By Dale King
The task of nearly every theatrical protagonist, it seems, is to struggle. And so it is with famed Italian movie producer Guido Contini, the lead character in the Tony Award-winning musical, Nine, now playing at the Broward Stage Door Theater in Margate.
With Guido, though, struggles come in multiples. Internally, he wrangles with his own mind. Externally, tussles involve run-ins with real people and those who are just momentarily reborn figments from his dusty imagination; people who have left hollow tracings in his mind and painful scars on his heart.
How else would you describe a man who encounters the spirit of his dead mother who tells him, bluntly: “Your film is terrible and I believe you are going to die?”
Based on Federico Fellini’s Academy Award-winning film 8½, Nine focuses on celebrated, but highly troubled, film director Guido Contini, who is dealing with a mid-life crisis, numerous faltering relationships, including a failing marriage, and is making increasingly desperate and futile attempts to write a script for his next movie. That film is particularly important because if it succeeds, it will relieve the ignominy of having turned out a series of box office flops.
The original Broadway production of Nine won five Tony Awards in 1982, including Best Musical. What makes Nine succeed locally – it certainly is one of Stage Door’s most exceptional productions this season – can be described only in superlatives.
Paul O’Donnell, a singer/actor/dancer for 30 years, is excellent as the hopeless and feckless producer, Contini. O’Donnell has finally found the spotlight after more than three years of working behind the scenes at the Stage Door. And his arrival at center stage is welcome.
The show itself is a winner, and so is the cast – perhaps the best ensemble of singers, dancers and actors to grace the proscenium at the Margate theatrical center in some time. Producer/director Kevin Black, whose homegrown shows are often presented at the Stage Door, assists with choreography, and the very capable Dave Nagy is in charge of music.
Directing his third consecutive show at Stage Door is Peter J. Loewy, who also directed Nine at his own Forum Theatre in Metuchen, N.J. “The show has a soaring score by Maury Yeston, and the source material, Fellini’s autobiographical film ‘8½,’ is a fascinating look at one man’s retrospective journey through his life, his career, and at the women he loved, loves, and hopes to love again.”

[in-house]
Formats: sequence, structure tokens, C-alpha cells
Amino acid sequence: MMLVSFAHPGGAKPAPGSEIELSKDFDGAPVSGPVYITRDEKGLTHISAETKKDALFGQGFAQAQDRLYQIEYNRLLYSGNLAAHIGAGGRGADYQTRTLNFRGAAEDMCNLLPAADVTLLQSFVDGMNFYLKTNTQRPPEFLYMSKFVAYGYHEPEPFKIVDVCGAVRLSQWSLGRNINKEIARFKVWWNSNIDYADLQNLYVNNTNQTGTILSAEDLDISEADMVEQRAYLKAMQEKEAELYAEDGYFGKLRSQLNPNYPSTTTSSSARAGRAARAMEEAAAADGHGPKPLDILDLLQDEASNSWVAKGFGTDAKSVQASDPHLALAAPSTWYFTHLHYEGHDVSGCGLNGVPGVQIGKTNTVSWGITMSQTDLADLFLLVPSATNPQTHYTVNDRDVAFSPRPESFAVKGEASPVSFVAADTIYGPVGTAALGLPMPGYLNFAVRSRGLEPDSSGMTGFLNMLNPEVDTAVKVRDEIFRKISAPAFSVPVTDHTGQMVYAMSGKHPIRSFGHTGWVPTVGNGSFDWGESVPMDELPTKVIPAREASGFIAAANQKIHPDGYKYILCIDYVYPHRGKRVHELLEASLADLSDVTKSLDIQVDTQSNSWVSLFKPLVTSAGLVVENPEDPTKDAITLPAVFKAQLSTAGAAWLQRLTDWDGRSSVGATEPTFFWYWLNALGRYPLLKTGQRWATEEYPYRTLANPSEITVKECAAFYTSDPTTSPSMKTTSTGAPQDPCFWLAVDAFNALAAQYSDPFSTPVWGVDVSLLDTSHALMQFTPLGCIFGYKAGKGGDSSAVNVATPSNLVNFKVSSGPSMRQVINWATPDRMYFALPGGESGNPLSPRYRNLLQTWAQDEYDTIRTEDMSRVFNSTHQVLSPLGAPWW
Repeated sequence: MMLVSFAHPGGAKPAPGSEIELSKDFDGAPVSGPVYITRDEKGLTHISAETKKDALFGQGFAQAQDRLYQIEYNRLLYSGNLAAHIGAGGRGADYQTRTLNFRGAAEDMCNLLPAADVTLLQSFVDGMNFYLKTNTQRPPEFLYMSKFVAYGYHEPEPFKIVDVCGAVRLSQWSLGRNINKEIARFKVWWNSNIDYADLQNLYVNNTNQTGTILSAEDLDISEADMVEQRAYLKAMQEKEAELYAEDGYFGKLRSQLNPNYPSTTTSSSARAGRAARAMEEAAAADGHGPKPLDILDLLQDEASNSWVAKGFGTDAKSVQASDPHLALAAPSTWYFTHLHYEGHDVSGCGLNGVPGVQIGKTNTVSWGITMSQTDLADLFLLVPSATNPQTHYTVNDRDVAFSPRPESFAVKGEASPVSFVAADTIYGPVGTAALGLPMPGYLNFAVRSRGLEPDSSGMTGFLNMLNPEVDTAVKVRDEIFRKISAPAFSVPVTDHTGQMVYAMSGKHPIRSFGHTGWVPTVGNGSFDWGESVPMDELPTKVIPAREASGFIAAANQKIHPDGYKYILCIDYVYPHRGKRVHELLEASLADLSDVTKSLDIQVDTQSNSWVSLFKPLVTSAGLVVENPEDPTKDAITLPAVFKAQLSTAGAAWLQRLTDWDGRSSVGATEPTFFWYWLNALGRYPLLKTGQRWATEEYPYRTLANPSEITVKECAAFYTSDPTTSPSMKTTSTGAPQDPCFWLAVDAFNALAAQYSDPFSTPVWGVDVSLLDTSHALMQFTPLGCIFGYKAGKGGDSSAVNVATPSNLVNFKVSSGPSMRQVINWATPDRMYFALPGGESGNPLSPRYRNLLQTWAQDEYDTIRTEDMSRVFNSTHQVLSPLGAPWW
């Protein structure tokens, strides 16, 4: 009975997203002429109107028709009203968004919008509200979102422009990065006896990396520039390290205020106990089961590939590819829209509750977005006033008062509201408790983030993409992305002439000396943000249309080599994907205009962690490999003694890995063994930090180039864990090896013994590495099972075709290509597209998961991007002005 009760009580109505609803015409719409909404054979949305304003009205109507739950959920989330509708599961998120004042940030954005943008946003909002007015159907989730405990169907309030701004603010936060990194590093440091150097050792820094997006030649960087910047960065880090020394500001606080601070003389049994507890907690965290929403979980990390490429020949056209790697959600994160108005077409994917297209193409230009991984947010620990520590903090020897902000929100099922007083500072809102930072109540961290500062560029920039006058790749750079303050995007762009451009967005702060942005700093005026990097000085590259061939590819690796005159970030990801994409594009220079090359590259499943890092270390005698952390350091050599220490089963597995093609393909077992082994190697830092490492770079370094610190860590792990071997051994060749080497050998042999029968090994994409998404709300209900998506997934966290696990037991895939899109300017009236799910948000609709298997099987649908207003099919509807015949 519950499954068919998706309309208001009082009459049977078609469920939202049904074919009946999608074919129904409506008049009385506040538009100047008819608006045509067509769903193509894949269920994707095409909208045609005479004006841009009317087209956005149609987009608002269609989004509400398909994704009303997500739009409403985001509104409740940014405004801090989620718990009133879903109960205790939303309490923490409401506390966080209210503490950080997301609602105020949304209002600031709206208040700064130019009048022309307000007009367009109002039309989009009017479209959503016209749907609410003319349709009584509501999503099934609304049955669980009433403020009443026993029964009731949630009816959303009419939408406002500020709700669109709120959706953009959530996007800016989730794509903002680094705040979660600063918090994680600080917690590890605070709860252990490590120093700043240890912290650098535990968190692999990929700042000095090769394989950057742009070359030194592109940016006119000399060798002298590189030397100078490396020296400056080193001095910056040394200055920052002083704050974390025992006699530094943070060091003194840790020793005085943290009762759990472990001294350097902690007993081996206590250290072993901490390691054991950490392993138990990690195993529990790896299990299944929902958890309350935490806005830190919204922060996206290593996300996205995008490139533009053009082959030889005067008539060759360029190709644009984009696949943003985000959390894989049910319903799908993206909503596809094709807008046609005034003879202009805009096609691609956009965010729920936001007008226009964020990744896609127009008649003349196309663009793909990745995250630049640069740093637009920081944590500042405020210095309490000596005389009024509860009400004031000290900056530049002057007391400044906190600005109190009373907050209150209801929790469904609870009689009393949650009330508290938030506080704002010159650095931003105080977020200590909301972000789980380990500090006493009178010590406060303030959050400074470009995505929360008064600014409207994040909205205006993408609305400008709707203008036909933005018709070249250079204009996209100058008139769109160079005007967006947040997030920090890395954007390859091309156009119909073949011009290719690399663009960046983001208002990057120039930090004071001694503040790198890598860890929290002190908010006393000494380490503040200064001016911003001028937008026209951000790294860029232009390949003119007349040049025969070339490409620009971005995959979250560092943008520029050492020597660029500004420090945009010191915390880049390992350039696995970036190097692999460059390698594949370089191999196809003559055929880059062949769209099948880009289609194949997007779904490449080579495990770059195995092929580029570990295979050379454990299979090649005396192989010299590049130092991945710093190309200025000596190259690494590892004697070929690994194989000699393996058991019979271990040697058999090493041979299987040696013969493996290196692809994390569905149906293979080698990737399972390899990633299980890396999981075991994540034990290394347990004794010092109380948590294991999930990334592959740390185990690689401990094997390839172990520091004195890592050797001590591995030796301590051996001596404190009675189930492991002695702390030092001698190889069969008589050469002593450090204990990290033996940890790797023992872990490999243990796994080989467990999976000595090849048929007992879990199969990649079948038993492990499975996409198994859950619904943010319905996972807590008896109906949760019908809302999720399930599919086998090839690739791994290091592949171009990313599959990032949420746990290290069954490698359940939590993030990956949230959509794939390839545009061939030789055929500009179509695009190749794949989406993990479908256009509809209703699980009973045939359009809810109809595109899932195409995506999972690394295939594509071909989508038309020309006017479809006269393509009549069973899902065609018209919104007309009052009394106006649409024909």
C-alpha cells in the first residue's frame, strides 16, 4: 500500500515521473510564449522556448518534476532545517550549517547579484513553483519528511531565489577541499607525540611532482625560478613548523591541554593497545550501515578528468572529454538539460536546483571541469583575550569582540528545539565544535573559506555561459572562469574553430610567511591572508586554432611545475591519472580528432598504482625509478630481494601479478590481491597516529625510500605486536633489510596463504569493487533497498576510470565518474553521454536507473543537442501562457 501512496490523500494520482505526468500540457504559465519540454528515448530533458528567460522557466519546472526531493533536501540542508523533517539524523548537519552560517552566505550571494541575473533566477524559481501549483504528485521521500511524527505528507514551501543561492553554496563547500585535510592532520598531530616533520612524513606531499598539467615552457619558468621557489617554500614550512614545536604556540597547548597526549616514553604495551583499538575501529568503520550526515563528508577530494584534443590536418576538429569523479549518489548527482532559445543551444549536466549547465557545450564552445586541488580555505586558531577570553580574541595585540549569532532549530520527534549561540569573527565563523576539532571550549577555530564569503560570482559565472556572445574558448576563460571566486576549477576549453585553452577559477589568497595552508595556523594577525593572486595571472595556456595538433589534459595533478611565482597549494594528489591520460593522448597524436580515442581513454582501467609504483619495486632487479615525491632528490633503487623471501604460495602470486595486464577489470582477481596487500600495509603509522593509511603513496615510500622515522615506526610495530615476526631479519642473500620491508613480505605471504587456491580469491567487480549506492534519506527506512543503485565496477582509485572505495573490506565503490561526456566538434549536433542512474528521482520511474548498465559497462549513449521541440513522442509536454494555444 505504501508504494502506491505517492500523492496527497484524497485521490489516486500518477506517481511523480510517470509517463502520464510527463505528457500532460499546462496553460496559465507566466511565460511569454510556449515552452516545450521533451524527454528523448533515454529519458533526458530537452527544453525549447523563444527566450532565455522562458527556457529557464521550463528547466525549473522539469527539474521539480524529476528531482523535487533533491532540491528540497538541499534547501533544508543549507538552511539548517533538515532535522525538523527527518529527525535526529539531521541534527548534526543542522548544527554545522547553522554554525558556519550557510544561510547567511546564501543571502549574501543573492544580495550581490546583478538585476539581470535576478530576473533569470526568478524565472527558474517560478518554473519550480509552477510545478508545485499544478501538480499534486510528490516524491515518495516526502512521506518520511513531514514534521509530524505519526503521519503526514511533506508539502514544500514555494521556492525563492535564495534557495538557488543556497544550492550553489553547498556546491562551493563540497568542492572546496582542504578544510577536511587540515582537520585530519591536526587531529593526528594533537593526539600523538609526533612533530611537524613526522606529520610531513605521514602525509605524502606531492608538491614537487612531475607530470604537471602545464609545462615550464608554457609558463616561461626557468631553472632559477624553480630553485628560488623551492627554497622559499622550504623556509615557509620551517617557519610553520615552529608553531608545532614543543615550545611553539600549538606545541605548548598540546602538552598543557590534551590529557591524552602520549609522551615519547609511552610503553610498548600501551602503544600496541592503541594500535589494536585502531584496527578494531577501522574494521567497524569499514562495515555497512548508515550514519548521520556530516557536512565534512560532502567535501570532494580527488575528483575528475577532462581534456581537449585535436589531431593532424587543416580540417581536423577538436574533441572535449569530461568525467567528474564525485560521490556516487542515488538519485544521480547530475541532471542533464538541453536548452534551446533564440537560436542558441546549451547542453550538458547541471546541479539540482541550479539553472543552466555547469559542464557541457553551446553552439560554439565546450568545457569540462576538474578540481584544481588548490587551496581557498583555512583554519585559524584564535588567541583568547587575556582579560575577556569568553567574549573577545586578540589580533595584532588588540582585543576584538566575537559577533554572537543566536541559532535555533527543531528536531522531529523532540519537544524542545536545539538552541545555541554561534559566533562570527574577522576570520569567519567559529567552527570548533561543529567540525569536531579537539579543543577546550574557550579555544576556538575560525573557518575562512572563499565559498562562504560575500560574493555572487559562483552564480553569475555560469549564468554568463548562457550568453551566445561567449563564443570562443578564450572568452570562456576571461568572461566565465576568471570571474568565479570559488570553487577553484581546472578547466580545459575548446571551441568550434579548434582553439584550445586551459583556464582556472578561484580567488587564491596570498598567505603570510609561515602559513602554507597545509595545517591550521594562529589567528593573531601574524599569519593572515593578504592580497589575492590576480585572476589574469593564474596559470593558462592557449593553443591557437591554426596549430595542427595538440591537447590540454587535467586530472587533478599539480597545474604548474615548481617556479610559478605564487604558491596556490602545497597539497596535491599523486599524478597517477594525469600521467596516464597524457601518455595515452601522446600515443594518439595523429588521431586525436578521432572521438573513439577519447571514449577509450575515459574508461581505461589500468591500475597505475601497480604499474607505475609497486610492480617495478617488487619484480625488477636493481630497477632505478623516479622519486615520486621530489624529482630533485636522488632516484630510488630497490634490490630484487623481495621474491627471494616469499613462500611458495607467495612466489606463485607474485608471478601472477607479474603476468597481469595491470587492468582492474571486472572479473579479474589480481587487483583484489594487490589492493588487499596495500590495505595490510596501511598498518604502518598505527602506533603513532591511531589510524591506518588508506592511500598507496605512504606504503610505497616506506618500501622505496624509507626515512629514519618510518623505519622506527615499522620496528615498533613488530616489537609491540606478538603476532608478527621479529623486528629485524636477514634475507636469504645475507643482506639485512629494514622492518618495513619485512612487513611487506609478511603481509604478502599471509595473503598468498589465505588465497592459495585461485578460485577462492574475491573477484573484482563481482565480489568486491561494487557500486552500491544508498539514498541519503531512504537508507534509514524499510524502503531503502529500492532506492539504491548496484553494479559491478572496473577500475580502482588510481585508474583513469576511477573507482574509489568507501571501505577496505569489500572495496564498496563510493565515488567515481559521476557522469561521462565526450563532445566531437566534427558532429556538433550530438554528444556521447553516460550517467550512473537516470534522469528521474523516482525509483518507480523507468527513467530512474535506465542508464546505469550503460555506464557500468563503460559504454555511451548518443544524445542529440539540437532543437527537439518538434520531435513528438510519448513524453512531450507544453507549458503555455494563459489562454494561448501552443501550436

Music adds an elegant component, often elaborating on or underscoring themes and events. The acting is top-notch, only outdone, perhaps, by the cast’s overarching vocal qualities. The songs tend to stop the play’s motion and make the audience ponder the depth of what is happening on stage.
Nine forces the protagonist to face a variety of paths converging in a directionless wasteland. “My body’s nearing 40; my mind is nearing 10,” he sings in “Guido’s Song.” “My Husband makes Movies” is wearily rendered by his wife, Luisa (Elizabeth Sackett), as if his job is too boring to discuss.
The stage fills with actors – most of them women – representing Guido’s friends and associates, but mostly lovers, as well as the prostitute who stole his virginity on a beach when he was nine. Young Guido (Jack Rodman and Giustino Garcia) recalls his encounter with Saraghina (Kat Gold), to whom he went as a curious child, creeping out of his Catholic boarding school, St. Sebastian, to ask her about love. Her answer: be yourself (“Ti Voglio Bene/ Be Italian”).
The memory of the dance she taught him on that night of passion echoes back to the 40-year-old Guido – along with recollections of its terrible consequences —punishment by the nuns and rejection by his appalled mother (Dalia Aleman), told in the boy’s anguished song, “The Bells of St. Sebastian.”
Back in the present, Guido is on a beach once again, this time with Claudia (Victoria Lauzun), the film star and muse from his greatest celluloid successes. Now, she refuses to accept a role in the unscripted film. Claudia lets him down with the song, “Unusual Way,” perhaps the loveliest and most haunting melody in this show.
By the end, the voice of a child is all that’s left to save Guido – if he will allow it.
Nine runs through June 11 at the Broward Stage Door Theatre, 8036 Sample Road, Margate. Tickets are $38-$42; $16 student tickets are available. They can be purchased at the box office at 954-344-7765 or online at www.stagedoorfl.org.